The Cartoons were cut into strips a yard wide; these strips were then distributed between the weavers to be used as a guide for the weaving. The woven strips were then themselves woven together to complete the final tapestry, in which the design was reversed. Over time, the Cartoons were handed around weaving workshops as numerous monarchs commissioned their own tapestries from them.
Eventually seven of the ten Cartoons were purchased in 1623 by King Charles I, and these have since remained in Britain. After his death they were kept at Whitehall until after the Restoration and were reassembled under the reign of William III, who displayed them in frames designed by Sir Christopher Wren. Extremely fragile, the joins where the strips were placed together are visible in x-rays, but the level of detail and subtlety remains extraordinarily high, a feature unusual for typical cartoons. Over the 18th and 19th centuries the Cartoons became appreciated as exceptional works of art in their own right. In 1865, Queen Victoria sent them on loan to the South Kensington Museum, now the V&A.
They are absolutely stunning pieces of work and I was amazed to stumble upon them so suddenly. Their hall is high-ceilinged but kept dark, presumably to help the preservation of the pieces, though the far end is naturally lit and houses the magnificent Altarpiece of St John. It’s difficult to know whether to look up close at the individual details or step as far back as possible to try and drink in the whole scenes.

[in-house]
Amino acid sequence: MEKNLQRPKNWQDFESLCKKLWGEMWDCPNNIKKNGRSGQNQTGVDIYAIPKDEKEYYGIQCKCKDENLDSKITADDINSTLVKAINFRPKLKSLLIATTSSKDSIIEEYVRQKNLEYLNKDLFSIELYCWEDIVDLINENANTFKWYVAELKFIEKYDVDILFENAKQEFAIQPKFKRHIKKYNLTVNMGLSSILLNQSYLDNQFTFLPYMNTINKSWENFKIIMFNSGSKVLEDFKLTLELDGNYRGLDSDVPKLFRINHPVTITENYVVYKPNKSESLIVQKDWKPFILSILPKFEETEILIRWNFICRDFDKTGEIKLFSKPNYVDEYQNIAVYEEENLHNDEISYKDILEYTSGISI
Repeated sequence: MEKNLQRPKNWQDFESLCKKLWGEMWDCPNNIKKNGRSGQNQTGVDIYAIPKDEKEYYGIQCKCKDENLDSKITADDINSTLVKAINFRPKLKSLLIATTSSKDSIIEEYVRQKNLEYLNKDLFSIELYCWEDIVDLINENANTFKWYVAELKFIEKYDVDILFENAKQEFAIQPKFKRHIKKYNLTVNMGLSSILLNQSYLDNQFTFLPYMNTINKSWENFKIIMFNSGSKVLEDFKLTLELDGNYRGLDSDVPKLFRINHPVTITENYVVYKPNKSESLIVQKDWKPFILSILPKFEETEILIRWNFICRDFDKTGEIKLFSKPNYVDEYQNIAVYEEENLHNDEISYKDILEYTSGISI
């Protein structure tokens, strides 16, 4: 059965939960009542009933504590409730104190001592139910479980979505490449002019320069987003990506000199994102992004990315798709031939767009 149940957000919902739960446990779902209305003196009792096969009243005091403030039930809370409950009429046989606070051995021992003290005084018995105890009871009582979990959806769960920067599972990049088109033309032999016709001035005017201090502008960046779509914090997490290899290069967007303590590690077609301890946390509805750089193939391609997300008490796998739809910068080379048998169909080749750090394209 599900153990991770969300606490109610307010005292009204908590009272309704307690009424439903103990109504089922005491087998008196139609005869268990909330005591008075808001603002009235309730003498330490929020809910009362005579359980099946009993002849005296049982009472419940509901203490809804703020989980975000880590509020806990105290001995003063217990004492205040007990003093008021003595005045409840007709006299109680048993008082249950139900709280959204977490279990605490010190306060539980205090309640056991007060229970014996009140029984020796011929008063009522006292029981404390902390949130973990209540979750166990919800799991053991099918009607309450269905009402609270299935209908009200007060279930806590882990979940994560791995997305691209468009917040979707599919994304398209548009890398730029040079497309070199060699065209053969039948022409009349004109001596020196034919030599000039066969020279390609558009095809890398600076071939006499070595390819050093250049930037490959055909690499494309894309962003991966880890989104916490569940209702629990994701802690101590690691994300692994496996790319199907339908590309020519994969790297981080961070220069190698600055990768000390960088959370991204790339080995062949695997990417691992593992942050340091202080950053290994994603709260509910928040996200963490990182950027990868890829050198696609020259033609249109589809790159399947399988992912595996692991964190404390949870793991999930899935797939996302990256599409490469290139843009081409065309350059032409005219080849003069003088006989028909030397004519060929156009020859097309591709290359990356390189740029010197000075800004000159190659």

From the Raphael Cartoon gallery I wasn’t entirely sure where to go next, so wandered up the stairs and took a look around through some of the British galleries. I’d initially planned to look at the Victorian collections but was distracted by a statue of Handel and found myself wandering the 17th and 18th century galleries instead, and then across the balcony between the two Cast Courts.
I’d not heard of the Cast Courts so they took me completely by surprise. These purpose-built double-light halls are naturally lit and house an enormous collection of casts of post-classical European sculpture: Northern European and Spanish items in the east west court, and Italian in the east. During the mid-to-late-nineteenth century very few people could afford to travel abroad, so plaster cast reproductions of sculptures like the ones in the Courts were created to allow visitors to view and study famous monuments.